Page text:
Health informatics application developers should better align IT products with patients’ daily social interactions and activities to boost engagement in self-care technology, according to a Perspective published in the Journal of the American Medical Informatics Association, FierceHealthIT reports (Hall, FierceHealthIT, 8/18).
Details of Perspective
The Perspective was written by:
- Rupa Valdez of the University of Virginia;
- Richard Holden of Vanderbilt University;
- Laurie Novak of Vanderbilt University; and
- Tiffany Veinot of the University of Michigan (Valdez et al., JAMIA, 8/14).
In the Perspective, the authors referred to the effort that patients and family members make for health care maintenance as “patient work,” which can include both physical and mental tasks ( FierceHealthIT, 8/18).
They noted that a “patient work approach to [consumer health informatics] draws on medical social science and human factors engineering models and simultaneously attends to patients, their family members, activities and context” (JAMIA, 8/14).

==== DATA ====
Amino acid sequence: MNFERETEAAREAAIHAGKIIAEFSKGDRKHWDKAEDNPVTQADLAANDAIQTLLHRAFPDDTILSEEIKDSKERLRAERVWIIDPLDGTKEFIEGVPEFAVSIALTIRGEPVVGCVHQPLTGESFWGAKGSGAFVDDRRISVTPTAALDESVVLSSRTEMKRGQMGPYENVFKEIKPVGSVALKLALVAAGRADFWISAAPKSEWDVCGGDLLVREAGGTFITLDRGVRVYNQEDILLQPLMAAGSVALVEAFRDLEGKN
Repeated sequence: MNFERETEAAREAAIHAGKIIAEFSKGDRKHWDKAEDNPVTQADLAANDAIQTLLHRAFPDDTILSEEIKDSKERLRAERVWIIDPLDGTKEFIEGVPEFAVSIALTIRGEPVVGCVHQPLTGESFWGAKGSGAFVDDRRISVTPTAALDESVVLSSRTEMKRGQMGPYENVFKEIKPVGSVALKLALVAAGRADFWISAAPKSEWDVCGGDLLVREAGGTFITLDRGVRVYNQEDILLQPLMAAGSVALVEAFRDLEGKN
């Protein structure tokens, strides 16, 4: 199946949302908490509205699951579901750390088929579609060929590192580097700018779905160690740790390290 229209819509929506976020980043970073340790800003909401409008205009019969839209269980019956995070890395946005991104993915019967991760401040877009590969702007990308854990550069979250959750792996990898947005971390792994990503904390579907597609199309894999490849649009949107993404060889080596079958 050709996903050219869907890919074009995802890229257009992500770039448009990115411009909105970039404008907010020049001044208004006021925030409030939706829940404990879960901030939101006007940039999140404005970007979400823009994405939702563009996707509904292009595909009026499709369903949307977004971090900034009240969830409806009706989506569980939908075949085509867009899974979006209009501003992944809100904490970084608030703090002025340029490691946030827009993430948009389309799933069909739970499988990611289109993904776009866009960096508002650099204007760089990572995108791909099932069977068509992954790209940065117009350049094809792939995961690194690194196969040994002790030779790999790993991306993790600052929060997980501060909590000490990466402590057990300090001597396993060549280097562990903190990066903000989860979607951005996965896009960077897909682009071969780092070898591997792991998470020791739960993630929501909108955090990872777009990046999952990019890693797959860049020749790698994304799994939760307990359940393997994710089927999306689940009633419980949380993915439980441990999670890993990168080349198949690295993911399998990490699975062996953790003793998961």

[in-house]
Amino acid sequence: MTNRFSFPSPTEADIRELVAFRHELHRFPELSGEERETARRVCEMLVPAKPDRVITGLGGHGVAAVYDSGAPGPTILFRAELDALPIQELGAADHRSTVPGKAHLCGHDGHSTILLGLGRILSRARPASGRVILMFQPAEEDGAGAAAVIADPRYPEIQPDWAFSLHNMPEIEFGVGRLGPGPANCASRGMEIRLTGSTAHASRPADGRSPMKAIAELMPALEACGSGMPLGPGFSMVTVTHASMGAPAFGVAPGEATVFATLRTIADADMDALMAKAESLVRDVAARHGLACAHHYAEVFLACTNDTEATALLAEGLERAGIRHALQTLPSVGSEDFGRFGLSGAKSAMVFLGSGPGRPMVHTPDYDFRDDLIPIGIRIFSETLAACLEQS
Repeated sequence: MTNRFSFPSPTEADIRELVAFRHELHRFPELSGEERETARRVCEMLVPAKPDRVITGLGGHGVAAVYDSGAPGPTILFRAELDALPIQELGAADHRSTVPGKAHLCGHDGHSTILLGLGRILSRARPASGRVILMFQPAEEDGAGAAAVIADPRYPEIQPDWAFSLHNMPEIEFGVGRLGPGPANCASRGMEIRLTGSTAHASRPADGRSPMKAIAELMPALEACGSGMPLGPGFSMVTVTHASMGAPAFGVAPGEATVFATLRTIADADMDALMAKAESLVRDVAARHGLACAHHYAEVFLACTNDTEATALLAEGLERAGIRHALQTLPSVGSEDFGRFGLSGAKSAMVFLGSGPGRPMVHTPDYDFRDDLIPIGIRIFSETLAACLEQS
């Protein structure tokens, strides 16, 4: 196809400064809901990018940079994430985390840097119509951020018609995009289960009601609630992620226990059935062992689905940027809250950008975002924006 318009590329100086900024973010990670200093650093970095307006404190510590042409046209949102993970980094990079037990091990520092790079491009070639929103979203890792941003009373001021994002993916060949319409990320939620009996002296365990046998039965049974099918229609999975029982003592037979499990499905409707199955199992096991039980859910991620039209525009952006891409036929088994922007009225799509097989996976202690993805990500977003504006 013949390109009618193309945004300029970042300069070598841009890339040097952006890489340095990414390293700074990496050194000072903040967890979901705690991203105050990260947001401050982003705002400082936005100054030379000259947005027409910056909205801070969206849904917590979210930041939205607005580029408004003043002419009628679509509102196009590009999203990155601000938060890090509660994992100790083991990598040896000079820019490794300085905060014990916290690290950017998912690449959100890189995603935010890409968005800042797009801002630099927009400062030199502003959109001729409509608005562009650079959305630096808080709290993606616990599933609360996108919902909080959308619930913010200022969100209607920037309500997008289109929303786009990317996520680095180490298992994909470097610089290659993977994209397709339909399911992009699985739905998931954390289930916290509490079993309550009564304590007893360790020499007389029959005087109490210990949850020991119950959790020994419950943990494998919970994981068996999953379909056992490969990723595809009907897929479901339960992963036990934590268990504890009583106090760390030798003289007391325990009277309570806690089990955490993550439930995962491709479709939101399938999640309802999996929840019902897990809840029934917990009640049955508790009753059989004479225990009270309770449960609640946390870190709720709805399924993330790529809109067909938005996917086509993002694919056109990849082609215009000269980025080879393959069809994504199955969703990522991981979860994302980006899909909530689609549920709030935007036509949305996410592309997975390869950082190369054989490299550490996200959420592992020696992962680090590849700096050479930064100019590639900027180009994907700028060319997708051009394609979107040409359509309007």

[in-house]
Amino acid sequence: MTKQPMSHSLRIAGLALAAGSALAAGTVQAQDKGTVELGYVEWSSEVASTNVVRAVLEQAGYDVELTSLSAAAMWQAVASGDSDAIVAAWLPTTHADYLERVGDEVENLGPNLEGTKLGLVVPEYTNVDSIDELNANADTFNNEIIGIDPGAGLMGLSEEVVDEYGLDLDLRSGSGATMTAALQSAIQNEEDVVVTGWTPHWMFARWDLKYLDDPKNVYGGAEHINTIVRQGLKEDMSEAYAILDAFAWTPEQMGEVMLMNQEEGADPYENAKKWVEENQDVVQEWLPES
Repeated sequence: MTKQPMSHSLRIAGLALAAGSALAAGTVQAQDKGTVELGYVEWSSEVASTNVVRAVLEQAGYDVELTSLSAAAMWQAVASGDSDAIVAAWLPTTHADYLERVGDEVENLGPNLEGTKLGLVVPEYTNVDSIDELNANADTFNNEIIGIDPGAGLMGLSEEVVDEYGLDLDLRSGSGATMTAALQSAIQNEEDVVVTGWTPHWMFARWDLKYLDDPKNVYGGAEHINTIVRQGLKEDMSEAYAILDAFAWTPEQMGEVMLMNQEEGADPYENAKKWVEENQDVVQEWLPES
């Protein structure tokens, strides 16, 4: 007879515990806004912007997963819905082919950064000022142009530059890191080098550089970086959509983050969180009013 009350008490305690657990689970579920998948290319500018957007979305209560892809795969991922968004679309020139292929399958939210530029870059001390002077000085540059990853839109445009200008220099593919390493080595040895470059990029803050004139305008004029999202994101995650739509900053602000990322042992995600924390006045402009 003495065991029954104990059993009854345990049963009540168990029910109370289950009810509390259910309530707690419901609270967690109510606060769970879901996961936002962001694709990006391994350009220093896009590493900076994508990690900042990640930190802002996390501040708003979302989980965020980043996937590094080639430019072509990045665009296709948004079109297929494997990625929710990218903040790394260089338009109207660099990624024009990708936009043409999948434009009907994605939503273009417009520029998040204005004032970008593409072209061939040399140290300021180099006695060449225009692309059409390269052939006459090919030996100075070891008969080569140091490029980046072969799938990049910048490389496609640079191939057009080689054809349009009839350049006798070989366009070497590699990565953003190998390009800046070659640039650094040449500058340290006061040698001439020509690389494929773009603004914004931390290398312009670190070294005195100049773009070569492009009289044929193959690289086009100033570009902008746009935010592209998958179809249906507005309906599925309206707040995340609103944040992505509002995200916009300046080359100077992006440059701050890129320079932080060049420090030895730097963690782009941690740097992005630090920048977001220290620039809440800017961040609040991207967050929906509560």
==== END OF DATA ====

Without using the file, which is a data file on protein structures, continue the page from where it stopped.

In order to better align technology with patient work and patient desires, the authors identified five key components technology developers should consider, including:
- The individuals involved;
- The physical environment;
- The social-organizational environment;
- The tasks to be completed; and
- The tools that will be used.
The authors noted that if health technology used by patients adequately addresses those components, there is an increased likelihood that patients will perform a task correctly and use IT tools to self-manage their health (FierceHealthIT, 8/18).
According to the Perspective, future research is necessary to improve:
- Techniques for incorporating knowledge and understanding of patient work into the design of consumer health applications;
- Theories of patient work; and
- Ways to analyze patient work.
The authors concluded, “Advancing a patient work approach within [consumer health informatics] is integral to developing and deploying consumer-facing technologies that are integrated with patients’ everyday lives” (JAMIA, 8/14).